Amnesty International has described these forced “virginity checks” as torture designed to degrade women because they are women and called for all medical personel in Egypt to refuse to administer these tests.

Journalist Rasha Azeb, whom the military detained, testified that soldiers  handcuffed, beat, and insulted her.  Before she was released, she heard the screams of the other women being given electric shocks and beaten.

17 women, including 20-year old Salwa Hosseini, were taken to a military prison in Heikstep, where guards tortured them further.  Ms. Hosseini told Amnesty International that

she was made, with the other women, to take off all her clothes to be searched by a female prison guard, in a room with two open doors and a window.  During the strip search, Salwa Hosseini said male soldiers were looking into the room and taking pictures of the naked women.

Let us remember that the men who did this were not working for Mubarak, although such abuses certainly took place under his watch.  These events took place under the jurisdiction of the provisional government.  Will they continue to occur?  Who will stop them?  Will they prompt Egyptians to vote for a more religious order, a rule of Shariah law?

Egyptian women are incredibly strong and determined.  Witness Dr. Nawal El Sadaawi, the determined feminist who founded Global Solidarity for Secular Society and who has been working to liberate women for more than fifty years.  Dr. Sadaawi argues that women need more than what passes for “democracy” in the modern world.  Women will only be free when the underlying roots of misogyny are broken apart and exposed to the light, where they will wither away.  Until men stop learning to demean, degrade, and condescend to women, the political systems that come into place will perpetuate these practices.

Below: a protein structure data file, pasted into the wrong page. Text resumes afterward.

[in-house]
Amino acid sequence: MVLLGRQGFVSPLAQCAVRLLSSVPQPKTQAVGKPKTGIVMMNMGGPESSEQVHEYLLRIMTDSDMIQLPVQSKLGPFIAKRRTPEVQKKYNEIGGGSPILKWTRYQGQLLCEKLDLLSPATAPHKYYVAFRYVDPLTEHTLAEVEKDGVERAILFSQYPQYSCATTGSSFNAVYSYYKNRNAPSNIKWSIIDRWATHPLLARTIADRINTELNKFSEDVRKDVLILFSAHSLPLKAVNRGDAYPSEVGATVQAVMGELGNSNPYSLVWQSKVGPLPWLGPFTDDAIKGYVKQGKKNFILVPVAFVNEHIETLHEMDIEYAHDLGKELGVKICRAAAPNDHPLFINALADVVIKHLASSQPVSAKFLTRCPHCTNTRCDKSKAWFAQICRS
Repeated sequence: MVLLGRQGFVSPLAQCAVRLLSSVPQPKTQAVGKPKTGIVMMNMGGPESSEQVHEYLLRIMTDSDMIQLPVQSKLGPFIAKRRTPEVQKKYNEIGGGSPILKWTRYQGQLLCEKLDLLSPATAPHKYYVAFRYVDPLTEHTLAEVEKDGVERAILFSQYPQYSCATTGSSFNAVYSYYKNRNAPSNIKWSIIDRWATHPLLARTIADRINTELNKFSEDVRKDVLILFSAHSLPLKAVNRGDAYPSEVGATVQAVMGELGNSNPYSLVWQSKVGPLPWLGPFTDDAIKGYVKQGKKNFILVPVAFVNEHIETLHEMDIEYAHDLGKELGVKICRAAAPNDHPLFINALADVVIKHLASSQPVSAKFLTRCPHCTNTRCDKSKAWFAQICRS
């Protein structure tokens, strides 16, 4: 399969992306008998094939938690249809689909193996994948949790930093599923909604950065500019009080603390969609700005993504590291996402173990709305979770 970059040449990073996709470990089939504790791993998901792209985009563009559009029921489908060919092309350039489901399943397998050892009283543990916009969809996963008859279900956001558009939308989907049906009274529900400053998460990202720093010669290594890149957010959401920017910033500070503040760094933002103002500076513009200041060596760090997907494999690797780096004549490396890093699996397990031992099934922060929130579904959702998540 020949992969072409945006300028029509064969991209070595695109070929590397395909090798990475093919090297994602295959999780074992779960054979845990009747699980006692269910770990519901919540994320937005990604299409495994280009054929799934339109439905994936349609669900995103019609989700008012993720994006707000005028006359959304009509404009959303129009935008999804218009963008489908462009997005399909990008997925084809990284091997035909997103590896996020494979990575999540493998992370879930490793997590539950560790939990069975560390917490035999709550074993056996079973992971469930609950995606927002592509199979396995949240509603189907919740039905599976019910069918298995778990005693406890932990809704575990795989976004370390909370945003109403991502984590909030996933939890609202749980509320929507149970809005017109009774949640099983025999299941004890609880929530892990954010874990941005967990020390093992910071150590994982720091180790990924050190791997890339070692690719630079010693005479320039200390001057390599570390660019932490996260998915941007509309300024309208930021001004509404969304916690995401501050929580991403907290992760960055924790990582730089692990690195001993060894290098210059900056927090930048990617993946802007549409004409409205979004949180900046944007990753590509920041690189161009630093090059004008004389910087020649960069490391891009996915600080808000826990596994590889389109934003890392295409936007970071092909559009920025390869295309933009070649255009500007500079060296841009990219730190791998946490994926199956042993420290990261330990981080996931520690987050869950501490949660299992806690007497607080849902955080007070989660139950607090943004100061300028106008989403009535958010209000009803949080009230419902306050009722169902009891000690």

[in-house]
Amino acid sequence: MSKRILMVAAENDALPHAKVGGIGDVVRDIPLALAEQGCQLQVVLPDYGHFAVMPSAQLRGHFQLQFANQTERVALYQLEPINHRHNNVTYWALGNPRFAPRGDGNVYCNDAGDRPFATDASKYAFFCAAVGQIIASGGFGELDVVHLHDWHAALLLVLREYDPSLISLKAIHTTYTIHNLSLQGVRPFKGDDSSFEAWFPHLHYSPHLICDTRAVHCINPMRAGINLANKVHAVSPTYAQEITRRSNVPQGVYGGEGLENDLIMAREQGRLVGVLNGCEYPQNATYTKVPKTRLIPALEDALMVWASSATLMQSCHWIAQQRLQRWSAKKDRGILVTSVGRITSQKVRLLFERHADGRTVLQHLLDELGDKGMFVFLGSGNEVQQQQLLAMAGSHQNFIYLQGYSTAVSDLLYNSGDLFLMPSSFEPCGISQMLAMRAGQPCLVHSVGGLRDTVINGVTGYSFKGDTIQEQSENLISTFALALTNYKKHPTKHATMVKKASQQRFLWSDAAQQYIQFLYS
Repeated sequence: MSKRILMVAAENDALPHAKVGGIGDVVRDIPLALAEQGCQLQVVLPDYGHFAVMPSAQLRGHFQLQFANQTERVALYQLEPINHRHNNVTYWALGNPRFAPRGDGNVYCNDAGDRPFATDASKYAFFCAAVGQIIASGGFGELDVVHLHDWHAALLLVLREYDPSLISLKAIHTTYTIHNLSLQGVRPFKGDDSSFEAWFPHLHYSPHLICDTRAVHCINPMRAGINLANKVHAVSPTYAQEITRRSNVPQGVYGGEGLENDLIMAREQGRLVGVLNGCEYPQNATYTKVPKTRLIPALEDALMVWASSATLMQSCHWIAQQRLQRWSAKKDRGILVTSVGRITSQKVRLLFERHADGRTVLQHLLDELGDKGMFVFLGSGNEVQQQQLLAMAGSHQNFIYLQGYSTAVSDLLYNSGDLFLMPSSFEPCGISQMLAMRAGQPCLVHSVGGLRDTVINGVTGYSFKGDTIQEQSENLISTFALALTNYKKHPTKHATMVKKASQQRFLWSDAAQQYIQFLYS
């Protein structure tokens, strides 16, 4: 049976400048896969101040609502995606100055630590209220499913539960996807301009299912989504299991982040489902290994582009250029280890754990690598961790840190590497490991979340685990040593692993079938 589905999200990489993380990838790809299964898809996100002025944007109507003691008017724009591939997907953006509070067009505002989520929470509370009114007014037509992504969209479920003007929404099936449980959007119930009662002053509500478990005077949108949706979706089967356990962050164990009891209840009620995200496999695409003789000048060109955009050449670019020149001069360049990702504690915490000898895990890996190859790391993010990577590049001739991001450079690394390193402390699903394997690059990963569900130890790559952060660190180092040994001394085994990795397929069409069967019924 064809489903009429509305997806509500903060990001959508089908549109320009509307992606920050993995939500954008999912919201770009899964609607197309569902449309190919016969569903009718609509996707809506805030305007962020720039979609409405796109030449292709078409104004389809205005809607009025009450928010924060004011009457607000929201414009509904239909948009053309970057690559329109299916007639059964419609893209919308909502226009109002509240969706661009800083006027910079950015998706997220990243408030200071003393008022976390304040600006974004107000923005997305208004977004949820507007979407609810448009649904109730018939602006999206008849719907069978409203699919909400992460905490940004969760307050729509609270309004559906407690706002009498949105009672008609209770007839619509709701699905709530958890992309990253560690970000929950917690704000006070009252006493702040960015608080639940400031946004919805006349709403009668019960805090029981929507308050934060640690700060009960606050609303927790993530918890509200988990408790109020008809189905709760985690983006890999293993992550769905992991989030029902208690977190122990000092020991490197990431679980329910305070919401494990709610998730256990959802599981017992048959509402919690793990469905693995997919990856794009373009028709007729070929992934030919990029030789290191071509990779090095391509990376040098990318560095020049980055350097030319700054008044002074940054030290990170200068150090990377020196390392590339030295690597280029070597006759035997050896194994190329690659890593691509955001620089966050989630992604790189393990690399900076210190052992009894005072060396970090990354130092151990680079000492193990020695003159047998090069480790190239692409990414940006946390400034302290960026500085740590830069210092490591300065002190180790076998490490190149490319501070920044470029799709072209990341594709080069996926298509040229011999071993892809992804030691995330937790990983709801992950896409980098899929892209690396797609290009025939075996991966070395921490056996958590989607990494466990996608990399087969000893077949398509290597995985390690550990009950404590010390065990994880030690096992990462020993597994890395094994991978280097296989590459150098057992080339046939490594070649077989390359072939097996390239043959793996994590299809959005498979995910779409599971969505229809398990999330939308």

Sexism–prejudice–the unconscious or conscious belief that women do not have the same rights to self-determination, to subjecthood, to speaking out, to being visible, to making choices about their own bodies, to moving through public space independently, that men enjoy–this is the underlying cancer that destroys all societies.

Androcentrism, the mistaken belief that the world centers around men and that men should be in charge of women, is at the root of all other forms of oppression, because sexual difference is the first difference, the foundation of the awareness of self and other. Masculinism is a pernicious an evil in the European and American West as it is in the Arab world, and this is why feminists across the globe have reached out to one another.

Until we can learn to live with one another’s differences, whatever they may be (and they might be different ways of being male, different ways of being female, different ways of being sexual, different ways of interpreting anatomies and proclivities), until we can learn to stop forcing human beings to accept extremely rigid and narrow sexual roles (all women must…and all men will….), we will not be free.

The first step towards freedom, real liberty for women and for men, is to separate the state from the church, because nearly all world religions perpetuate the false belief that men are superior to women.   But as we have seen under Mubarak and Saleh and under every US president, setting up a secular government is not in itself enough to eradicate widespread prejudice and violence against women.